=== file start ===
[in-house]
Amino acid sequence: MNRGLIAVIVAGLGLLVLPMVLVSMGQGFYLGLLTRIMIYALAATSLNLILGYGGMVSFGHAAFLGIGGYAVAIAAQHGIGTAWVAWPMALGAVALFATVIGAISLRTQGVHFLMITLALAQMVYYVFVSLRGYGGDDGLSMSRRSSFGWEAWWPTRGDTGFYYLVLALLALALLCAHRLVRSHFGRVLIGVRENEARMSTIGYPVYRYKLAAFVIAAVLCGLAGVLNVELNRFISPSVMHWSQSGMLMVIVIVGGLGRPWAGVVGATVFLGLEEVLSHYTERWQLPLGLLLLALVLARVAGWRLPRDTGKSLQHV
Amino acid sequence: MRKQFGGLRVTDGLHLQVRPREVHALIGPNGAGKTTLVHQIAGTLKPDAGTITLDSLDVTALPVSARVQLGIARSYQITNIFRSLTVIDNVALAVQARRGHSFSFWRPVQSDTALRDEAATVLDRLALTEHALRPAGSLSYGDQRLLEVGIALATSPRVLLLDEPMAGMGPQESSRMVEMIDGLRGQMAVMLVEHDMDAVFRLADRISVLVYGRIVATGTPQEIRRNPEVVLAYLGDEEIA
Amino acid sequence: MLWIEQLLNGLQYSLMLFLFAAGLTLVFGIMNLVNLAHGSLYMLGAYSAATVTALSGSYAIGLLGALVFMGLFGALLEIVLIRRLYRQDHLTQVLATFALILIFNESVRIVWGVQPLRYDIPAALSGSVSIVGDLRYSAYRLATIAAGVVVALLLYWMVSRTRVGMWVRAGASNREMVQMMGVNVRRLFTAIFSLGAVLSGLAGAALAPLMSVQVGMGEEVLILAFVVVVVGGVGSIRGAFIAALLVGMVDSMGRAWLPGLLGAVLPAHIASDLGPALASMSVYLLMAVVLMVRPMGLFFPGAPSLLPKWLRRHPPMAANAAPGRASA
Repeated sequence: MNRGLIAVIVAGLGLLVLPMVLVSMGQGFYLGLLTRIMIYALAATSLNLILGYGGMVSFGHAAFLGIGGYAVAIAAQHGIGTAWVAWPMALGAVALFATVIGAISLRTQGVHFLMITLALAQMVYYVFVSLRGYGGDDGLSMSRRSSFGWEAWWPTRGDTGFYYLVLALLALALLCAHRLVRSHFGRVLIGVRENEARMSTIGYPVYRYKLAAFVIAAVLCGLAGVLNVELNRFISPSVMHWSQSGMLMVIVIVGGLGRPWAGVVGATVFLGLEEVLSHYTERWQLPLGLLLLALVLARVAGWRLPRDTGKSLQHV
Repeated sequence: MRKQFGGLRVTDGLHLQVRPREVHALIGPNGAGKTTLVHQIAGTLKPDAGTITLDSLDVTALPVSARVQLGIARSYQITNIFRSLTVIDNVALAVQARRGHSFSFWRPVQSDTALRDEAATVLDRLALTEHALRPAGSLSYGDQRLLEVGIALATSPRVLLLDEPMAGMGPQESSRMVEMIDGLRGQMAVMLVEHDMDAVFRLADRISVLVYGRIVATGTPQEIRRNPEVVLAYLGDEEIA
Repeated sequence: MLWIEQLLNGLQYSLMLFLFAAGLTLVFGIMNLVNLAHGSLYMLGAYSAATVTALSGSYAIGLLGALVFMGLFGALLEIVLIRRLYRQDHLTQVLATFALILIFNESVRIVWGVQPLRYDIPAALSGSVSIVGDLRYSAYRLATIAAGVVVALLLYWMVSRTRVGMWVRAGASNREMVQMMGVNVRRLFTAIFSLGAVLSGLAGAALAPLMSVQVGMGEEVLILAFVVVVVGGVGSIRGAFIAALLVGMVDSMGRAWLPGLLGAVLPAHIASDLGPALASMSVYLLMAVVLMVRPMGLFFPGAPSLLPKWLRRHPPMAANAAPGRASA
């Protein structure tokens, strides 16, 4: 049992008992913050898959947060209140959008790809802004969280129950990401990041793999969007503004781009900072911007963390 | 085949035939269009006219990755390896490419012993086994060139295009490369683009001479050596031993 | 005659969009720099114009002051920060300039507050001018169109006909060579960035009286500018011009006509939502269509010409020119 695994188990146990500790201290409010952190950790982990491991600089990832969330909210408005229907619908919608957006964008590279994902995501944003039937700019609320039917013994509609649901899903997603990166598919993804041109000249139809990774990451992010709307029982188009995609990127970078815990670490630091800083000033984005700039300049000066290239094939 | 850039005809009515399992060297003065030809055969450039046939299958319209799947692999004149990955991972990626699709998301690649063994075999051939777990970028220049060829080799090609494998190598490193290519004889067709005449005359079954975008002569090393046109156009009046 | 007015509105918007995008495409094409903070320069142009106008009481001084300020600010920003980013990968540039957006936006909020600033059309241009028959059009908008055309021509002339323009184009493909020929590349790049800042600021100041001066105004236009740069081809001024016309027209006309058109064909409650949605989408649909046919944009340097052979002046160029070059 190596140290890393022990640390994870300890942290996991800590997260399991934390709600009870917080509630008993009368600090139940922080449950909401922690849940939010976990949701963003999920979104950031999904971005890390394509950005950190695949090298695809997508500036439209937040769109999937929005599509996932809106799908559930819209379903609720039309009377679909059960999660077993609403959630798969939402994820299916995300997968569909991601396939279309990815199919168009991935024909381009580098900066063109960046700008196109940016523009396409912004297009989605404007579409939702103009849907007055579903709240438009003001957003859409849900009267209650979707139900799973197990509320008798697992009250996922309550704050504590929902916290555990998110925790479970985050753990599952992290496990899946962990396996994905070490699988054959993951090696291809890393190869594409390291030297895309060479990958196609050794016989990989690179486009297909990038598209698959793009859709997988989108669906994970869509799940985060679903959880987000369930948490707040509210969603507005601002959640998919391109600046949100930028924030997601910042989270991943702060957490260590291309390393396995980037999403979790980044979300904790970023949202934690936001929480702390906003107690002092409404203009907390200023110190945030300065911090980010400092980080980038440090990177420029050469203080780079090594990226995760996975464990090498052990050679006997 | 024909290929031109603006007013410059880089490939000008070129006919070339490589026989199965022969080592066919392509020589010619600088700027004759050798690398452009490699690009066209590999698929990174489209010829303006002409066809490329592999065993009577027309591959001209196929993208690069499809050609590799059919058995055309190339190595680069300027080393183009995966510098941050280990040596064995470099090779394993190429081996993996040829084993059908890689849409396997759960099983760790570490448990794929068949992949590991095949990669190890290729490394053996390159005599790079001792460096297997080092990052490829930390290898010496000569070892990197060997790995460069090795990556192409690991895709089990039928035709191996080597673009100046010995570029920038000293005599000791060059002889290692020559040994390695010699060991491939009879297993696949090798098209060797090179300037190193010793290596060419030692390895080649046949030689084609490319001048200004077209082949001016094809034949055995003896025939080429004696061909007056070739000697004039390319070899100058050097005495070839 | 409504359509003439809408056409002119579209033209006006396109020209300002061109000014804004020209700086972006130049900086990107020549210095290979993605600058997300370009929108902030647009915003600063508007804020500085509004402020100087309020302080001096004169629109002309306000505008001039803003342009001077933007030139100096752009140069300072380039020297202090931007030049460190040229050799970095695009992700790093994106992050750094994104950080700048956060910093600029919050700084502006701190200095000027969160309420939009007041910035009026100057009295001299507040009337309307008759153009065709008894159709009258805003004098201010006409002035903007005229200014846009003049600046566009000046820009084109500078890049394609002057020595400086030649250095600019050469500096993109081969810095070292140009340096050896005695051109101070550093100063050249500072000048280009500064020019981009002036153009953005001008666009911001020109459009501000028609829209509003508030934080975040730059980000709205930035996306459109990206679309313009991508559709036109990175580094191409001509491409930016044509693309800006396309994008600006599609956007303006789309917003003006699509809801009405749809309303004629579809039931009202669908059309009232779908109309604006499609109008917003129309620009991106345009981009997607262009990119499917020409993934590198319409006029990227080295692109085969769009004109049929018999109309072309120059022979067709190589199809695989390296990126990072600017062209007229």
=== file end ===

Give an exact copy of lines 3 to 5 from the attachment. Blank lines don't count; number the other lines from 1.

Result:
Amino acid sequence: MRKQFGGLRVTDGLHLQVRPREVHALIGPNGAGKTTLVHQIAGTLKPDAGTITLDSLDVTALPVSARVQLGIARSYQITNIFRSLTVIDNVALAVQARRGHSFSFWRPVQSDTALRDEAATVLDRLALTEHALRPAGSLSYGDQRLLEVGIALATSPRVLLLDEPMAGMGPQESSRMVEMIDGLRGQMAVMLVEHDMDAVFRLADRISVLVYGRIVATGTPQEIRRNPEVVLAYLGDEEIA
Amino acid sequence: MLWIEQLLNGLQYSLMLFLFAAGLTLVFGIMNLVNLAHGSLYMLGAYSAATVTALSGSYAIGLLGALVFMGLFGALLEIVLIRRLYRQDHLTQVLATFALILIFNESVRIVWGVQPLRYDIPAALSGSVSIVGDLRYSAYRLATIAAGVVVALLLYWMVSRTRVGMWVRAGASNREMVQMMGVNVRRLFTAIFSLGAVLSGLAGAALAPLMSVQVGMGEEVLILAFVVVVVGGVGSIRGAFIAALLVGMVDSMGRAWLPGLLGAVLPAHIASDLGPALASMSVYLLMAVVLMVRPMGLFFPGAPSLLPKWLRRHPPMAANAAPGRASA
Repeated sequence: MNRGLIAVIVAGLGLLVLPMVLVSMGQGFYLGLLTRIMIYALAATSLNLILGYGGMVSFGHAAFLGIGGYAVAIAAQHGIGTAWVAWPMALGAVALFATVIGAISLRTQGVHFLMITLALAQMVYYVFVSLRGYGGDDGLSMSRRSSFGWEAWWPTRGDTGFYYLVLALLALALLCAHRLVRSHFGRVLIGVRENEARMSTIGYPVYRYKLAAFVIAAVLCGLAGVLNVELNRFISPSVMHWSQSGMLMVIVIVGGLGRPWAGVVGATVFLGLEEVLSHYTERWQLPLGLLLLALVLARVAGWRLPRDTGKSLQHV